ECMO is a supportive intensive care technique offered to children who develop acute but potentially reversible, respiratory/cardiac failure.
The ECMO machine is similar to a heart-lung bypass machine used for open heart surgery. Extra corporeal means ‘outside the body’ and membrane oxygenation means that oxygen is added to the blood via a membrane, or 'artificial lung'. ECMO therefore continuously circulates blood from the patient, through an artificial lung which adds oxygen to it prior to returning it to, and circulating it around the patient's body.
The ECMO Service was set up in 1992 to support newborn respiratory failure cases. Respiratory ECMO is part of the national ECMO service for England, treating infants and children with severe respiratory failure. Infants & children are admitted as emergency admissions either internally or from other hospitals. The critical transport of these children is supported by the Children’s Acute Transport Service (CATS).
High quality care
ECMO is a complex and invasive form of life support which is offered in four centres across the UK: Royal Hospital for Sick Children: Glasgow, The Freeman Hospital: Newcastle, Glenfield Hospital: Leicester and Great Ormond Street Hospital for Children: London.
Our aim is to provide ongoing high quality care to the child and family in a highly technical setting. This is supported by excellent teamwork, optimising communication & the ongoing development of clinical skills.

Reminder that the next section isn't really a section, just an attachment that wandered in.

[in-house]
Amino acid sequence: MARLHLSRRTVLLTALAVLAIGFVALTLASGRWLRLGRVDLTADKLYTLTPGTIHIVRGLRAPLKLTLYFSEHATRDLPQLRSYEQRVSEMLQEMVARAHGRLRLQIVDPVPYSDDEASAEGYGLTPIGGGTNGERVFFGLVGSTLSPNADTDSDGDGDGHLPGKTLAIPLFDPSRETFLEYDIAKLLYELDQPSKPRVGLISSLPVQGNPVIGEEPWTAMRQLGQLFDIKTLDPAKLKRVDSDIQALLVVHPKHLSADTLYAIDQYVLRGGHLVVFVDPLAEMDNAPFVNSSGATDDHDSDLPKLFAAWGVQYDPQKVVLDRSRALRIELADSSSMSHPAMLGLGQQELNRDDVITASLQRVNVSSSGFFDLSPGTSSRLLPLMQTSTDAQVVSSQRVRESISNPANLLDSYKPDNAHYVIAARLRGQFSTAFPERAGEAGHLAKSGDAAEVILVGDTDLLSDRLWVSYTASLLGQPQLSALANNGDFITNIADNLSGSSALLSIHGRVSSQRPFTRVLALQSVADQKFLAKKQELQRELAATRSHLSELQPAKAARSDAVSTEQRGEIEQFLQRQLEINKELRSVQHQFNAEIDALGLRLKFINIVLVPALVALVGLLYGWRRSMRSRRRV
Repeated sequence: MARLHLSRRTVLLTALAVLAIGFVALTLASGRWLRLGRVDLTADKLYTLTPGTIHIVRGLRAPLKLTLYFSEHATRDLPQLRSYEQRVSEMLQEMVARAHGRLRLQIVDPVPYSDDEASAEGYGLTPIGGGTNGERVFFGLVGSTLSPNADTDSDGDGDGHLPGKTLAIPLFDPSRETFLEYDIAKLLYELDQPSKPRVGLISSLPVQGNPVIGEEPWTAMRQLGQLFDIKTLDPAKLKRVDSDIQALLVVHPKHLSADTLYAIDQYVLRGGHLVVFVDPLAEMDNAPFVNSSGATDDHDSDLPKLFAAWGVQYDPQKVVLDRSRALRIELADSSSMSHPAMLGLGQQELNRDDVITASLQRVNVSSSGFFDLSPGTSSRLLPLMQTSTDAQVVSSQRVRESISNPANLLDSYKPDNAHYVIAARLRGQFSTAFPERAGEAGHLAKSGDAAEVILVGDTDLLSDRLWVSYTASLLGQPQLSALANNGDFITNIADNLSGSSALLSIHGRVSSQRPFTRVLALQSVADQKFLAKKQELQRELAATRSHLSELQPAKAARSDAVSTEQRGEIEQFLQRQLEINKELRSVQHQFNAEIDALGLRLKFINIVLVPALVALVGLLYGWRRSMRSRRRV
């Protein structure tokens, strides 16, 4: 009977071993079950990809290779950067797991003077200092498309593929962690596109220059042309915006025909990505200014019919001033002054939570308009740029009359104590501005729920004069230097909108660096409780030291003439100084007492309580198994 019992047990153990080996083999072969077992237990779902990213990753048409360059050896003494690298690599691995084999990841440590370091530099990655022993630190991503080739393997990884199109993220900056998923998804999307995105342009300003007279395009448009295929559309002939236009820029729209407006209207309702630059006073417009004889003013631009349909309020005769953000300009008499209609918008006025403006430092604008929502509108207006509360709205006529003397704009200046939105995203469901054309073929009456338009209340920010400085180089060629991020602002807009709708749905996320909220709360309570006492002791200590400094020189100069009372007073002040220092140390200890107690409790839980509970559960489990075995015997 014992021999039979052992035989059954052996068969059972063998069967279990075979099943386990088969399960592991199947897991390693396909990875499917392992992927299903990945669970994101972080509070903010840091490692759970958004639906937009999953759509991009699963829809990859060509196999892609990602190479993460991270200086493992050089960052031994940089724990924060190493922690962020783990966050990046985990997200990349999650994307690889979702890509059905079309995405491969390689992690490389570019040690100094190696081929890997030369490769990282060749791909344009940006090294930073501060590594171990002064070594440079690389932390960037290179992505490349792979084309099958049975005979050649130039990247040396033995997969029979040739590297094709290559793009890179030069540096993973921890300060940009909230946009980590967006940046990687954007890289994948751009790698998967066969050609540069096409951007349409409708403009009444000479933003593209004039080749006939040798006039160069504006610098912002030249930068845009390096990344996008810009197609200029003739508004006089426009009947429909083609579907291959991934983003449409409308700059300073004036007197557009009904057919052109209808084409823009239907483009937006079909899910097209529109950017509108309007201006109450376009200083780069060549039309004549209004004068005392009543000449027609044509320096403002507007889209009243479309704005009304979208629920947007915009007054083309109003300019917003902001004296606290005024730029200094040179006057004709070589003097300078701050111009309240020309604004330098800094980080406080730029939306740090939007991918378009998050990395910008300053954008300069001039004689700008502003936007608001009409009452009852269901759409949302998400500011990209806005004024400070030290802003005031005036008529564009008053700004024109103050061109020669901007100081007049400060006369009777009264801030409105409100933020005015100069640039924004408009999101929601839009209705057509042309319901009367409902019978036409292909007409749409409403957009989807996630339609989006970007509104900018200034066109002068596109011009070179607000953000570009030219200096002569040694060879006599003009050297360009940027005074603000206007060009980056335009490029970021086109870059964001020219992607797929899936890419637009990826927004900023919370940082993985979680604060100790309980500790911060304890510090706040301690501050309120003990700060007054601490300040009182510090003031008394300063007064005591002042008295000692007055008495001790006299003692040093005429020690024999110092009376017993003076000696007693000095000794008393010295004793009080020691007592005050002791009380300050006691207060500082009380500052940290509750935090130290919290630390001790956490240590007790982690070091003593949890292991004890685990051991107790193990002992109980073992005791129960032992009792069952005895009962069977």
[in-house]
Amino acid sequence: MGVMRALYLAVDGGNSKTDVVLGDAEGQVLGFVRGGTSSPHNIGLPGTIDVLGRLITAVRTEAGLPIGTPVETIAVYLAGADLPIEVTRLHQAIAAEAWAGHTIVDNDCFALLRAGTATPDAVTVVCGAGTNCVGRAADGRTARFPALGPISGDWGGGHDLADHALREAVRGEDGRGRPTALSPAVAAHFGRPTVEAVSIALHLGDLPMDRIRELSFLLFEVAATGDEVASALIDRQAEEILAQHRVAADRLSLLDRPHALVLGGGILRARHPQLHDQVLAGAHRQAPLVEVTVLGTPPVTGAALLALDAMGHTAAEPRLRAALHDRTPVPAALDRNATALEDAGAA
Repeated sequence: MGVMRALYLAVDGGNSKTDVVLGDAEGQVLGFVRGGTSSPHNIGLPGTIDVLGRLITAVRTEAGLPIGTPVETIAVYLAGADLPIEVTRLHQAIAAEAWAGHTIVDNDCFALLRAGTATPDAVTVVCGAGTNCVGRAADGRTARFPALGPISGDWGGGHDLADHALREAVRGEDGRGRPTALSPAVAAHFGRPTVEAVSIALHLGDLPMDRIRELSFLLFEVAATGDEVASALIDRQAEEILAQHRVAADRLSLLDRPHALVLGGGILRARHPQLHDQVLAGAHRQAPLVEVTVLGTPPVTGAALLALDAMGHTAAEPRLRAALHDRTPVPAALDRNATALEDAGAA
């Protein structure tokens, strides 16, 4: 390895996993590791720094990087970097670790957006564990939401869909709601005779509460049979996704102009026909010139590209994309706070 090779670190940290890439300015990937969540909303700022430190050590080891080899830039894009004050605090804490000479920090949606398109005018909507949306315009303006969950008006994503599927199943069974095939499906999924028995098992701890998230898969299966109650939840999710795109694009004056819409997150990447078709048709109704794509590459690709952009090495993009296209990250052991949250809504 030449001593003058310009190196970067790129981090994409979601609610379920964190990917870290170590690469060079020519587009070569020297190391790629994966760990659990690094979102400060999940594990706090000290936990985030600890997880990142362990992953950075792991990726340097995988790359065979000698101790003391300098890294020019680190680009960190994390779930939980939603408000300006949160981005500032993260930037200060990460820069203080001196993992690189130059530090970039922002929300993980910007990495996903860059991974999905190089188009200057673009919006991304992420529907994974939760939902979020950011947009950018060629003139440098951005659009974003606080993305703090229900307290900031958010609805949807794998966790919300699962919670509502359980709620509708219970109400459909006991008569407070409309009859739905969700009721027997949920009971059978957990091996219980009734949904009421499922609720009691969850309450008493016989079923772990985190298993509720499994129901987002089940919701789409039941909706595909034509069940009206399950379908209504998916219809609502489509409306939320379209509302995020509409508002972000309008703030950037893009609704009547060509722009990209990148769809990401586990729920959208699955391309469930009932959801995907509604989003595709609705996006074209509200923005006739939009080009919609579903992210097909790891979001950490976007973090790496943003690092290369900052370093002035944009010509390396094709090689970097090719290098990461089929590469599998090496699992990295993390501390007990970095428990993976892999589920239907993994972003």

The ECMO service has funding for two ECMO beds for 365 days/year, admitting infants & children between the ages of 0-16 years. Currently we support around 50 infants/children per year.
A recent development of our service has been the bridging program, which aims to support children with end stage heart failure whilst they wait for a transplant. This is now being achieved with the use of a ventricular assist device called the ‘Berlin Heart’.
We have a nursing & medical lead working within a large multidisciplinary team to provide high quality holistic care to the child & the family. The care of a child on ECMO is supported by Clinical Guidelines, allowing ECMO specialists to work autonomously making ongoing decisions depending on the clinical state of the child. The majority of children use anticipated pathways of recovery, a multidisciplinary plan of care, which sets down key events then assesses against goals for a specific group of patients.